Drop a bit of molten glass into a bucket of cold water and you’ll produce a teardrop-shaped bauble with a long tail. Surprisingly, you can pound on the bulbous end with a hammer without breaking it, but snipping the delicate tail causes the whole drop to explode. The water hardens the outer shell before the interior has cooled and contracted, so the finished drop carries high compressive stresses on the surface and tensile stress at the core.
The drops were known in northern Germany as early as 1625 and distributed through Europe as toys, though the underlying principles were not well understood until the 20th century. Prince Rupert of the Rhine (1619-1682) did not discover the drops but was the first to bring them to England, where Charles II delivered them to the Royal Society. The anonymous Ballad of Gresham College (1663) immortalizes the experiments that followed:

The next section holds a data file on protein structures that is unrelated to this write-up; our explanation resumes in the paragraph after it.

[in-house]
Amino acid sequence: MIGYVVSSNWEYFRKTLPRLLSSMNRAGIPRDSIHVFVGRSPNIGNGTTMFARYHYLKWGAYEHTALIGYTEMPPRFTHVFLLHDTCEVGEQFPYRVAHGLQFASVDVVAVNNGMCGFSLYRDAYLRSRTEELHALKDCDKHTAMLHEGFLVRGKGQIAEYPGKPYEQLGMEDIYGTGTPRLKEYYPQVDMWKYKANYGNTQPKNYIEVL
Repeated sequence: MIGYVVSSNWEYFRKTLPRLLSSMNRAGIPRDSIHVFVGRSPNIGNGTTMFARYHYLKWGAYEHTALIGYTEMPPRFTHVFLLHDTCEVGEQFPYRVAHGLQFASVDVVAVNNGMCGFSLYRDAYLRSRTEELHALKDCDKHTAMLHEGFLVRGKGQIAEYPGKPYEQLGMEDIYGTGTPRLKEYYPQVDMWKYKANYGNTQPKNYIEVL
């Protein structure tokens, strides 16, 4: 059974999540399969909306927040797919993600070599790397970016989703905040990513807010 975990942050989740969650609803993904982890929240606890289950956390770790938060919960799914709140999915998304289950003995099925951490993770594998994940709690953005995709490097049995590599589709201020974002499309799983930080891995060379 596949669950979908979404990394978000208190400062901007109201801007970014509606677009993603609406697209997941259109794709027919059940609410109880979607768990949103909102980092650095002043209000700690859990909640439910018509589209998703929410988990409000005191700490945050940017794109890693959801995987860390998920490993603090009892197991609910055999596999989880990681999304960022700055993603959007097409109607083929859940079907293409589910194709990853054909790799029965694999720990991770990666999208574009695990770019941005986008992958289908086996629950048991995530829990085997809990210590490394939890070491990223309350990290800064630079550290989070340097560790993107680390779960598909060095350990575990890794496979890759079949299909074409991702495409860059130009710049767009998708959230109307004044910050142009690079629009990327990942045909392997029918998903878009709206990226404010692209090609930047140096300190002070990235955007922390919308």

And that which makes their Fame ring louder,
With much adoe they shew’d the King
To make glasse Buttons turn to powder,
If off the[m] their tayles you doe but wring.
How this was donne by soe small Force
Did cost the Colledg a Month’s discourse.